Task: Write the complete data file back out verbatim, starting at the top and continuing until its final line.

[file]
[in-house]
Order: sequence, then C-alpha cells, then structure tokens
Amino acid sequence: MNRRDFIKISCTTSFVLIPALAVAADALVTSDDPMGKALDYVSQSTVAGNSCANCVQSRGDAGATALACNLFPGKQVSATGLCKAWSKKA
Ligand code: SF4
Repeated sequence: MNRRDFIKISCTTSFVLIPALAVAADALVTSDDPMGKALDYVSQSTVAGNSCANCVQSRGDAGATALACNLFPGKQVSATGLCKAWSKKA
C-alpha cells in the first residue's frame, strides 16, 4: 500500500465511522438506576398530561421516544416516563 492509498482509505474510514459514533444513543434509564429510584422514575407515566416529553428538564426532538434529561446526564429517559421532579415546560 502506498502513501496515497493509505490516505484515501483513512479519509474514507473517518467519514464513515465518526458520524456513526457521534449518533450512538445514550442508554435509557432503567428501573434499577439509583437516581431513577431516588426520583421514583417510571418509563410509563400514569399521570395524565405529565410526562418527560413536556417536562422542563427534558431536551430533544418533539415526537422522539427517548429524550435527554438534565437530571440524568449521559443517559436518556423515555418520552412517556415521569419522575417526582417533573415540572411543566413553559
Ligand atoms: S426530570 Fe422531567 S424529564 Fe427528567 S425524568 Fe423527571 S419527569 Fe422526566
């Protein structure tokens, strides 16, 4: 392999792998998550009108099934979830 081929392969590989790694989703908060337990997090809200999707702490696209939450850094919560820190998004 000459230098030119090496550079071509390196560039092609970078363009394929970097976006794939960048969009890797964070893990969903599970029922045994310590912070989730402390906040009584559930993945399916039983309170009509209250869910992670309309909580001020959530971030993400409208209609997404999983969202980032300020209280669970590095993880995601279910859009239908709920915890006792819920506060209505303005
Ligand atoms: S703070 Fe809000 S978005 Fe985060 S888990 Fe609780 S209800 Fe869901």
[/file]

[in-house]
Order: sequence, then C-alpha cells, then structure tokens
Amino acid sequence: MNRRDFIKISCTTSFVLIPALAVAADALVTSDDPMGKALDYVSQSTVAGNSCANCVQSRGDAGATALACNLFPGKQVSATGLCKAWSKKA
Ligand code: SF4
Repeated sequence: MNRRDFIKISCTTSFVLIPALAVAADALVTSDDPMGKALDYVSQSTVAGNSCANCVQSRGDAGATALACNLFPGKQVSATGLCKAWSKKA
C-alpha cells in the first residue's frame, strides 16, 4: 500500500465511522438506576398530561421516544416516563 492509498482509505474510514459514533444513543434509564429510584422514575407515566416529553428538564426532538434529561446526564429517559421532579415546560 502506498502513501496515497493509505490516505484515501483513512479519509474514507473517518467519514464513515465518526458520524456513526457521534449518533450512538445514550442508554435509557432503567428501573434499577439509583437516581431513577431516588426520583421514583417510571418509563410509563400514569399521570395524565405529565410526562418527560413536556417536562422542563427534558431536551430533544418533539415526537422522539427517548429524550435527554438534565437530571440524568449521559443517559436518556423515555418520552412517556415521569419522575417526582417533573415540572411543566413553559
Ligand atoms: S426530570 Fe422531567 S424529564 Fe427528567 S425524568 Fe423527571 S419527569 Fe422526566
């Protein structure tokens, strides 16, 4: 392999792998998550009108099934979830 081929392969590989790694989703908060337990997090809200999707702490696209939450850094919560820190998004 000459230098030119090496550079071509390196560039092609970078363009394929970097976006794939960048969009890797964070893990969903599970029922045994310590912070989730402390906040009584559930993945399916039983309170009509209250869910992670309309909580001020959530971030993400409208209609997404999983969202980032300020209280669970590095993880995601279910859009239908709920915890006792819920506060209505303005
Ligand atoms: S703070 Fe809000 S978005 Fe985060 S888990 Fe609780 S209800 Fe869901």